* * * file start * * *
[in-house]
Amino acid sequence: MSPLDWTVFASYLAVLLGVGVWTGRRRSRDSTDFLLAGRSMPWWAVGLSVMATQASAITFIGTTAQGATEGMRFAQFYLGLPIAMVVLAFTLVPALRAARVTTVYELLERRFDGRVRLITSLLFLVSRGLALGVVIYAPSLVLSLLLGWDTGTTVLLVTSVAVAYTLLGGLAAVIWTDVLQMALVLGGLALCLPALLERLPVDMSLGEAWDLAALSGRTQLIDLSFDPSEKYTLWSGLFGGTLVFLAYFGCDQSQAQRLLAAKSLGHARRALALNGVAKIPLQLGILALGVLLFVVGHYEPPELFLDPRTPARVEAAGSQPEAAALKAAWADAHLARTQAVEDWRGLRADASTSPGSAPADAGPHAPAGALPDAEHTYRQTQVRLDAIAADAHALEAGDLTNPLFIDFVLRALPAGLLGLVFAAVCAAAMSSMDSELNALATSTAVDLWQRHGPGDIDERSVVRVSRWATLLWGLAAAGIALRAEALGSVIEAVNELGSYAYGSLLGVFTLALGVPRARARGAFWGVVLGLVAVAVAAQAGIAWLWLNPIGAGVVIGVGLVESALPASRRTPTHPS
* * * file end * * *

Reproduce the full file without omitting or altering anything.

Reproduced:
[in-house]
Amino acid sequence: MSPLDWTVFASYLAVLLGVGVWTGRRRSRDSTDFLLAGRSMPWWAVGLSVMATQASAITFIGTTAQGATEGMRFAQFYLGLPIAMVVLAFTLVPALRAARVTTVYELLERRFDGRVRLITSLLFLVSRGLALGVVIYAPSLVLSLLLGWDTGTTVLLVTSVAVAYTLLGGLAAVIWTDVLQMALVLGGLALCLPALLERLPVDMSLGEAWDLAALSGRTQLIDLSFDPSEKYTLWSGLFGGTLVFLAYFGCDQSQAQRLLAAKSLGHARRALALNGVAKIPLQLGILALGVLLFVVGHYEPPELFLDPRTPARVEAAGSQPEAAALKAAWADAHLARTQAVEDWRGLRADASTSPGSAPADAGPHAPAGALPDAEHTYRQTQVRLDAIAADAHALEAGDLTNPLFIDFVLRALPAGLLGLVFAAVCAAAMSSMDSELNALATSTAVDLWQRHGPGDIDERSVVRVSRWATLLWGLAAAGIALRAEALGSVIEAVNELGSYAYGSLLGVFTLALGVPRARARGAFWGVVLGLVAVAVAAQAGIAWLWLNPIGAGVVIGVGLVESALPASRRTPTHPS